Judaism...race? religion? well Ask Senator George Allen of Virginia, who just found out he's jewish..partly.
For Sen. Allen, Questions of Much More Than Faith
By Libby Copeland
Washington Post Staff Writer
Friday, September 22, 2006; Page C01
Is Sen. George Allen a Jew? Can a man be a Jew if he doesn't want to be one? Is being Jewish a state of mind or a matter of blood?
Does it matter if Allen is a Jew, and if so, why? Or is the only thing that matters how he responds to the revelation? (In which case, why did he brag to the Richmond Times-Dispatch the other day about having eaten ham for lunch?)
Are the questions raised by the revelation that Allen's mother was Jewish so complicated as to require a Talmudic scholar to unravel them?
And is it true, by the way, that Jews like to answer questions with questions?
As Adam Sandler taught us years ago with his "Chanukah Song," there are a lot of famous somewhat-Jews in this country. Among Jews, this is something of a parlor game -- trying to figure out who is and who isn't. Recent election cycles have burst with news about the Jewish connections of prominent pols -- so much so, it seemed not a question of whether they'd find out they were part Jewish, but when . John Kerry, it turned out, had Jewish grandparents, Howard Dean is married to a Jew, Dennis Kucinich was dating a Jew, and Hillary Clinton had a Jewish stepgrandfather. Madeleine Albright (who wasn't running for anything) found out her parents were Jewish. Presidential would-be Wesley Clark spoke enough about having Jewish lineage that he was accused of pandering.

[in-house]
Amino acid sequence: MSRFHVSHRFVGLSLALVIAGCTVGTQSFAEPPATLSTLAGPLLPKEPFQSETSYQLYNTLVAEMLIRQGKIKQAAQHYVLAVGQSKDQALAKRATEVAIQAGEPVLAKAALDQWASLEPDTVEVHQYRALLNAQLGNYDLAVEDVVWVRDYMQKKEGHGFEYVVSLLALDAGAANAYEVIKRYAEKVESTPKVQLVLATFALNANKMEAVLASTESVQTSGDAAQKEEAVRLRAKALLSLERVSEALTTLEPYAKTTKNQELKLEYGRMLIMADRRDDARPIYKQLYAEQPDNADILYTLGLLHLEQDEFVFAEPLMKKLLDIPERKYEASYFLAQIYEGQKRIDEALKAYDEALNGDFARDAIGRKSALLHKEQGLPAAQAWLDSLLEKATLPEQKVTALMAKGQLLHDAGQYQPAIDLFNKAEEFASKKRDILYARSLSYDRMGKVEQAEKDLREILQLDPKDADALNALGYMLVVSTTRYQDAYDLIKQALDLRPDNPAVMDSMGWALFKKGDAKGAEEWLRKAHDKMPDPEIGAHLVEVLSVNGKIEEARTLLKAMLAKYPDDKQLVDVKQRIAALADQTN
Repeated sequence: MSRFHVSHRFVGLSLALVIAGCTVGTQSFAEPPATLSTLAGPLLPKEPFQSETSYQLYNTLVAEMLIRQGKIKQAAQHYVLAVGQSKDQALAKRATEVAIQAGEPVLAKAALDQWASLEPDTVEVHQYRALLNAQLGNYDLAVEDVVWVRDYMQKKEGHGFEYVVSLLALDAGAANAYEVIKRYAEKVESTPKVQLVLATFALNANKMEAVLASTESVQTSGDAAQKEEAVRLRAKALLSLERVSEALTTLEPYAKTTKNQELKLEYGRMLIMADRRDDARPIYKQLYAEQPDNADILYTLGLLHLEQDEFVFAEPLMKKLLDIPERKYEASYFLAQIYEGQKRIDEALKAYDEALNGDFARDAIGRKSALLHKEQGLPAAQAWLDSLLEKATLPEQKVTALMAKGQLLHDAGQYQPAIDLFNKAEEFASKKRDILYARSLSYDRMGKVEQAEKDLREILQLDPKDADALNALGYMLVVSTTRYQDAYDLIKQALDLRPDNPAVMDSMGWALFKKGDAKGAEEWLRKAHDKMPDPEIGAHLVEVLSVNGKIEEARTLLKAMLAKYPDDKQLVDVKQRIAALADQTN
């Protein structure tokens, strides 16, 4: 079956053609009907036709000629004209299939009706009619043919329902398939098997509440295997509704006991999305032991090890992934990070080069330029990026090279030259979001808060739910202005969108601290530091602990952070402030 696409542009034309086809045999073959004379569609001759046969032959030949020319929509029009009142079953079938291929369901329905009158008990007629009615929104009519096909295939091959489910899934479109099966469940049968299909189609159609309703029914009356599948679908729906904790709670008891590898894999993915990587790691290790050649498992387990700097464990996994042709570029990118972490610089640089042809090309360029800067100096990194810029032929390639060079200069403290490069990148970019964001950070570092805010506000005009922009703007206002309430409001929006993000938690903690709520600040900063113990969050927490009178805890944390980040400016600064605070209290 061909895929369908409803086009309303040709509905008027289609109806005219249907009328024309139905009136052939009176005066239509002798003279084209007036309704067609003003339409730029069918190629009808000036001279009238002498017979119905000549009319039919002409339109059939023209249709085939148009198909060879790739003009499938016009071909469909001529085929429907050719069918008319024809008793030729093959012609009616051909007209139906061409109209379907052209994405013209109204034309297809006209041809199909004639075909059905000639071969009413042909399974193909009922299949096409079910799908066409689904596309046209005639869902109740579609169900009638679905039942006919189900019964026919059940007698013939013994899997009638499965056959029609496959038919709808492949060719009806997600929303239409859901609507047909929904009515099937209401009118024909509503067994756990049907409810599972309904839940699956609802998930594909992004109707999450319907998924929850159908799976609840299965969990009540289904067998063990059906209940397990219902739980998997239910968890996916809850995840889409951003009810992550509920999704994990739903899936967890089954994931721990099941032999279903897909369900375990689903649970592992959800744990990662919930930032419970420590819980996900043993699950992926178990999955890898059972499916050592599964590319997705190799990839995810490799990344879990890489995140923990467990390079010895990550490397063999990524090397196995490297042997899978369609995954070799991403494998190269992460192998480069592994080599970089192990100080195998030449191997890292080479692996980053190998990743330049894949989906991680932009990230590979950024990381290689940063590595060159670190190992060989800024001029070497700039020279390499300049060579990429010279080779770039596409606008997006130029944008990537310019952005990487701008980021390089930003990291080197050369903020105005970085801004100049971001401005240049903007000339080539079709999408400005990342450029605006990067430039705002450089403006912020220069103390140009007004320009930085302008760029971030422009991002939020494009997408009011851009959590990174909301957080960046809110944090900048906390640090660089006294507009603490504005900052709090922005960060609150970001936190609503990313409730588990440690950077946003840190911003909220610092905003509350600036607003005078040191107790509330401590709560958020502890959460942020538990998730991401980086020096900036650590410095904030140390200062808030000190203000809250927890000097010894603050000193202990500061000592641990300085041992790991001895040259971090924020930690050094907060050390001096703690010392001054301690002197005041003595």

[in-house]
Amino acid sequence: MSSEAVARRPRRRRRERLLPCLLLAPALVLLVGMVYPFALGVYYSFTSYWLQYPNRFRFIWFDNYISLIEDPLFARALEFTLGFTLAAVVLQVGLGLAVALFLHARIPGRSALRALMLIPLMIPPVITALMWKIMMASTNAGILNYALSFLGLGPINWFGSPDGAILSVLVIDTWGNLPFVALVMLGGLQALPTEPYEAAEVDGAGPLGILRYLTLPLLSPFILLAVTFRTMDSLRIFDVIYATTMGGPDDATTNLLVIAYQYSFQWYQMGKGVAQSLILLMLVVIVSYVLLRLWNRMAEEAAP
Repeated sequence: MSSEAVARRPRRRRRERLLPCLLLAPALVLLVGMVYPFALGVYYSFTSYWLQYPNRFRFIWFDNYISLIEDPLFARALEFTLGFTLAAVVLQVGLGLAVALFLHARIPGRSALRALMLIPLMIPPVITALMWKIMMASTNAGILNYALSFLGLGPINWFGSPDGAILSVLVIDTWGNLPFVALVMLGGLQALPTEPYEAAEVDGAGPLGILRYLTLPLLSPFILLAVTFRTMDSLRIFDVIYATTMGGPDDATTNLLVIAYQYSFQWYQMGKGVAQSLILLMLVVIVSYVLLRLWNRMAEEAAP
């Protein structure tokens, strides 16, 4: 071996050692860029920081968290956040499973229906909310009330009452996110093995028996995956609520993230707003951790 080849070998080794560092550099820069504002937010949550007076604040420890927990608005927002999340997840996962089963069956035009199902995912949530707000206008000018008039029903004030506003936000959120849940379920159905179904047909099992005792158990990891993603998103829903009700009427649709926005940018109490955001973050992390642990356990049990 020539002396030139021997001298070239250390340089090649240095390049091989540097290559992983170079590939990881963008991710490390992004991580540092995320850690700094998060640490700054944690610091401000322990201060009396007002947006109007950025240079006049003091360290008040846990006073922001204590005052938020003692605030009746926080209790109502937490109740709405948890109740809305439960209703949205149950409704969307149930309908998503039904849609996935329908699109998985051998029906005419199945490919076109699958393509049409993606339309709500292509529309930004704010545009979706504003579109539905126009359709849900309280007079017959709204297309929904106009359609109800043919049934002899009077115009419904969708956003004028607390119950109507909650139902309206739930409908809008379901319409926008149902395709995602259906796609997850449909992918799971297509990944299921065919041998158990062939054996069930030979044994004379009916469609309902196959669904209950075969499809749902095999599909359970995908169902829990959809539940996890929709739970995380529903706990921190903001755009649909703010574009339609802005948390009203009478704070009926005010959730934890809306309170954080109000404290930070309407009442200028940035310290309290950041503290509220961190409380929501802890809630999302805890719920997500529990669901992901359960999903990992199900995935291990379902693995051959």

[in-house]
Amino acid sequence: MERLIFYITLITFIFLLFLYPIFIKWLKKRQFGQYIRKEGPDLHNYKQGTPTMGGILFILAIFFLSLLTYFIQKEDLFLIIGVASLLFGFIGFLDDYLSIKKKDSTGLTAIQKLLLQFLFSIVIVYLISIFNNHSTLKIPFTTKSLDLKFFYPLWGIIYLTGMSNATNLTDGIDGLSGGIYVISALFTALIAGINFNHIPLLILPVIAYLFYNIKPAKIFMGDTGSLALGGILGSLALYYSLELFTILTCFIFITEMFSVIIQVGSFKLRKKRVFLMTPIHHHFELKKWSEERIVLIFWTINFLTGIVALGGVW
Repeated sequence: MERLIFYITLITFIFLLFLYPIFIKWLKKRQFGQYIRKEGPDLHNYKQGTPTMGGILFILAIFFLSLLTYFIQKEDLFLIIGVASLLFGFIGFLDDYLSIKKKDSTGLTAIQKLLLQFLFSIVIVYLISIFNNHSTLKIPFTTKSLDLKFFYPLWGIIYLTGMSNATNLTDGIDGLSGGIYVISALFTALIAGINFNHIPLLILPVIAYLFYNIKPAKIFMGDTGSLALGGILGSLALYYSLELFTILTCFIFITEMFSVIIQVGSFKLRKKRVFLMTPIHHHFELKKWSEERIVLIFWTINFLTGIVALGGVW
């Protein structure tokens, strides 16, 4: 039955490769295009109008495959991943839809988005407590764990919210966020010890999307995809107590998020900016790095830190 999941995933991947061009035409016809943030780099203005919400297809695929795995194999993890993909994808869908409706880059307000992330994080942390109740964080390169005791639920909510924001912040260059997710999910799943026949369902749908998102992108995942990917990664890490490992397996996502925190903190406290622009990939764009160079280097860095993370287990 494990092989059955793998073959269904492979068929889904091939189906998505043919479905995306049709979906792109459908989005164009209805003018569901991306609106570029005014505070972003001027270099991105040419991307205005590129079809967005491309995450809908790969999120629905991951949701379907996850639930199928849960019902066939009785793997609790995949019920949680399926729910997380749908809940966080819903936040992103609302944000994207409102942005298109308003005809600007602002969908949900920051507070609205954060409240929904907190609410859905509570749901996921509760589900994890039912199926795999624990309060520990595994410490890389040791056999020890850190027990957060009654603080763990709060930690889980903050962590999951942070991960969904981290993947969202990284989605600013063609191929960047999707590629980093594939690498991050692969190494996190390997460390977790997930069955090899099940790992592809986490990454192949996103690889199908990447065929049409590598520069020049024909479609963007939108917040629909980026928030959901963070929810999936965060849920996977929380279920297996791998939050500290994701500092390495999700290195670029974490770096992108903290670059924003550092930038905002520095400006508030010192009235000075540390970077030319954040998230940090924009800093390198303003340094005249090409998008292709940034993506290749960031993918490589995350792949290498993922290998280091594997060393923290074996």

The editors of the Jewish newspaper the Forward say it was in this spirit that they wrote their story last month about Allen's mother having been born Jewish.
"Our original question was just gossip," says Forward Editor in Chief J.J. Goldberg. He interrupts himself: "Scarlett Johansson." Jewish? "I swear to God."
It's understandable why a newspaper with a sizable Jewish readership would care about Allen's Jewish heritage in the midst of his reelection race in Virginia (and given his rumored presidential aspirations), but why does the larger world care?
Let's try turning the question on its head. Why should anyone be offended upon being asked if he or she has Jewish ancestry? Does acting huffy in response to such a question (as Allen did when first asked, during a debate this week) imply that one believes there is something wrong with being Jewish?
Or did Allen think that the questi oner was implying that there was something wrong with being Jewish, since the questioner brought it up just after asking how he had learned the French slur "macaca," which some have suggested could have come from his mother, who was raised in French-speaking Tunisia, and who was, as it turns out, born Jewish . . . ?
The most fascinating element of this story -- what makes it even more than a heartbreaking family drama -- has been Allen's response. After getting mad during the debate and accusing his questioner of casting "aspersions," he issued a statement saying he took "great pride" in his Jewish heritage. But then he said in an interview: "I still had a ham sandwich for lunch. And my mother made great pork chops."